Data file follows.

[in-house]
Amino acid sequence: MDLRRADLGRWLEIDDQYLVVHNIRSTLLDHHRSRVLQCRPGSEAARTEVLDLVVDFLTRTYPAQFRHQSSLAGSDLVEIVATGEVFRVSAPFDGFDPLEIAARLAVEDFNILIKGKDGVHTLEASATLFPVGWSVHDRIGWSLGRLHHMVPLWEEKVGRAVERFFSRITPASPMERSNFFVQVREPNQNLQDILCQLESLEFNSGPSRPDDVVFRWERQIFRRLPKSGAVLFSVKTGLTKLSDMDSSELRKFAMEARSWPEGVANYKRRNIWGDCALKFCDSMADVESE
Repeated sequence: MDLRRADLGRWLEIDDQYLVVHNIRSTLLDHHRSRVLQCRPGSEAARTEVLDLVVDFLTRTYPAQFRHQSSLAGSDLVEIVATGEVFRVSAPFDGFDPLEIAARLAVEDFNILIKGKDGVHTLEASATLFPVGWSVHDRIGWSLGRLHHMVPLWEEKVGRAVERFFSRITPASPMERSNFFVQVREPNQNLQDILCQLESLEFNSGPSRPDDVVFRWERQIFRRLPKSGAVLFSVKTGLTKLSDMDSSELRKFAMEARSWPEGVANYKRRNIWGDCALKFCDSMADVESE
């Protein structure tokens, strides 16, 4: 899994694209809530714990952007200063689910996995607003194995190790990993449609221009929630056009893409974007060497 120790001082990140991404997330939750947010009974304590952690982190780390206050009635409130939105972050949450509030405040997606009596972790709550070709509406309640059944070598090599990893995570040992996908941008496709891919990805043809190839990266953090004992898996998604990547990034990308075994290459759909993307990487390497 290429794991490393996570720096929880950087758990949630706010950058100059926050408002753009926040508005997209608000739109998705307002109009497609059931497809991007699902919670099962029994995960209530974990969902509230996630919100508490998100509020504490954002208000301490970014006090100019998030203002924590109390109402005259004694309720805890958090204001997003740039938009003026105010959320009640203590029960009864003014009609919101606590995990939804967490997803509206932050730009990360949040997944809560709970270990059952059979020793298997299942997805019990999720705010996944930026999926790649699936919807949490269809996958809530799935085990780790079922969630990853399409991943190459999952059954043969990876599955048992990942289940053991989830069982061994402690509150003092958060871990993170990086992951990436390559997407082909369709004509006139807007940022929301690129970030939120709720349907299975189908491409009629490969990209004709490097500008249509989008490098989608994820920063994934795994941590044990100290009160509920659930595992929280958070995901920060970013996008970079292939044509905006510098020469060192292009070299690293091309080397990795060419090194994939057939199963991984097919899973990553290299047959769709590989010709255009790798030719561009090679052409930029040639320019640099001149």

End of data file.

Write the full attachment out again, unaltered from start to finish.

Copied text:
[in-house]
Amino acid sequence: MDLRRADLGRWLEIDDQYLVVHNIRSTLLDHHRSRVLQCRPGSEAARTEVLDLVVDFLTRTYPAQFRHQSSLAGSDLVEIVATGEVFRVSAPFDGFDPLEIAARLAVEDFNILIKGKDGVHTLEASATLFPVGWSVHDRIGWSLGRLHHMVPLWEEKVGRAVERFFSRITPASPMERSNFFVQVREPNQNLQDILCQLESLEFNSGPSRPDDVVFRWERQIFRRLPKSGAVLFSVKTGLTKLSDMDSSELRKFAMEARSWPEGVANYKRRNIWGDCALKFCDSMADVESE
Repeated sequence: MDLRRADLGRWLEIDDQYLVVHNIRSTLLDHHRSRVLQCRPGSEAARTEVLDLVVDFLTRTYPAQFRHQSSLAGSDLVEIVATGEVFRVSAPFDGFDPLEIAARLAVEDFNILIKGKDGVHTLEASATLFPVGWSVHDRIGWSLGRLHHMVPLWEEKVGRAVERFFSRITPASPMERSNFFVQVREPNQNLQDILCQLESLEFNSGPSRPDDVVFRWERQIFRRLPKSGAVLFSVKTGLTKLSDMDSSELRKFAMEARSWPEGVANYKRRNIWGDCALKFCDSMADVESE
């Protein structure tokens, strides 16, 4: 899994694209809530714990952007200063689910996995607003194995190790990993449609221009929630056009893409974007060497 120790001082990140991404997330939750947010009974304590952690982190780390206050009635409130939105972050949450509030405040997606009596972790709550070709509406309640059944070598090599990893995570040992996908941008496709891919990805043809190839990266953090004992898996998604990547990034990308075994290459759909993307990487390497 290429794991490393996570720096929880950087758990949630706010950058100059926050408002753009926040508005997209608000739109998705307002109009497609059931497809991007699902919670099962029994995960209530974990969902509230996630919100508490998100509020504490954002208000301490970014006090100019998030203002924590109390109402005259004694309720805890958090204001997003740039938009003026105010959320009640203590029960009864003014009609919101606590995990939804967490997803509206932050730009990360949040997944809560709970270990059952059979020793298997299942997805019990999720705010996944930026999926790649699936919807949490269809996958809530799935085990780790079922969630990853399409991943190459999952059954043969990876599955048992990942289940053991989830069982061994402690509150003092958060871990993170990086992951990436390559997407082909369709004509006139807007940022929301690129970030939120709720349907299975189908491409009629490969990209004709490097500008249509989008490098989608994820920063994934795994941590044990100290009160509920659930595992929280958070995901920060970013996008970079292939044509905006510098020469060192292009070299690293091309080397990795060419090194994939057939199963991984097919899973990553290299047959769709590989010709255009790798030719561009090679052409930029040639320019640099001149």